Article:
Ormesby pub homes project to start soon

Work on a controversial housing scheme in the heart of Ormesby looks set to start soon, say the developers.The project to turn the Royal Oak pub into homes and fit 10 more homes on the site has been going through the planning process for almost three years.

Work on a controversial housing scheme in the heart of Ormesby looks set to start soon, say the developers.

The project to turn the Royal Oak pub into homes and fit 10 more homes on the site has been going through the planning process for almost three years.

This week, the borough council gave its owners a four-week deadline to tidy up the scruffy site, saying the village was being adversely affected by the condition of the land.

But, subject to the latest revised plans being approved, Daniel Cripps, managing director of Beccles-based Cripps Developments, said this week he hoped to get on site within four weeks for a 12-month building job that would give the village “something quite beautiful”.


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An earlier housing plan on the derelict site was approved on appeal in April 2008 despite local protests and concerns ranging from over-development to loss of character and drainage problems.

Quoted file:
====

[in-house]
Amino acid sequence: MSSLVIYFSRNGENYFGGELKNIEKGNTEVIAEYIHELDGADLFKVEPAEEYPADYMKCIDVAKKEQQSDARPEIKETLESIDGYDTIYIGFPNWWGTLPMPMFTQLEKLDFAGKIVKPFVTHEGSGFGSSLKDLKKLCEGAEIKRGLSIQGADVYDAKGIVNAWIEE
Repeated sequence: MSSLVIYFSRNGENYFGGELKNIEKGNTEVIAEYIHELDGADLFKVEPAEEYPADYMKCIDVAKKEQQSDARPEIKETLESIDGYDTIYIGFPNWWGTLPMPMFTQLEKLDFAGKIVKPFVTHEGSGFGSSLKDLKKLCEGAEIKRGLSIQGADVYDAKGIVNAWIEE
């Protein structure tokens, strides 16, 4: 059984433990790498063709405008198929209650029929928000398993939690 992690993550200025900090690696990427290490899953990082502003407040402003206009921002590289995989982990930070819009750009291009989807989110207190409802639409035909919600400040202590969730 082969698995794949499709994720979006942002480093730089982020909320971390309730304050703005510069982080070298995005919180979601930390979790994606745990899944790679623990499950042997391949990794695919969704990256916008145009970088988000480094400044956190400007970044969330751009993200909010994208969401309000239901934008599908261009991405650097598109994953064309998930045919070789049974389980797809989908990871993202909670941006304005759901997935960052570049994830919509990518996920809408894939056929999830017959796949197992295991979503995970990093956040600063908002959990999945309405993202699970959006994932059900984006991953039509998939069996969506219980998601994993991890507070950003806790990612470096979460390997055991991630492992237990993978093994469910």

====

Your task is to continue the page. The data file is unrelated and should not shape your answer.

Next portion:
The new proposal sees changes to the site layout and one home being taken off a rear terrace, bringing the total number on the site to 15.

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Geoff Freeman, of the parish council, said members were pleased about the cut in the number of homes but still had concerns about access and parking and the effect on the locality. He added: “If the site is going to be started on we are very pleased, because it is an eyesore. But it will mark the end of a sorry chapter because it's not what we wanted to happen to the Royal Oak site.”

At an earlier meeting to discuss the plans, villagers said they accepted residential use was the only option for the former local, which despite being advertised in the pub trade press had failed to attract an operator. But they were not prepared to accept second best for the prominent site.

Mr Cripps said the new changes were minor but constituted a better design, adding: “We did start but then we stopped because we had to appeal.”

Peter Warner, Great Yarmouth Borough Council's head of planning and development, said it was too early to comment on the plans, which were under appraisal. He added that the council could only ask for a basic tidy-up.

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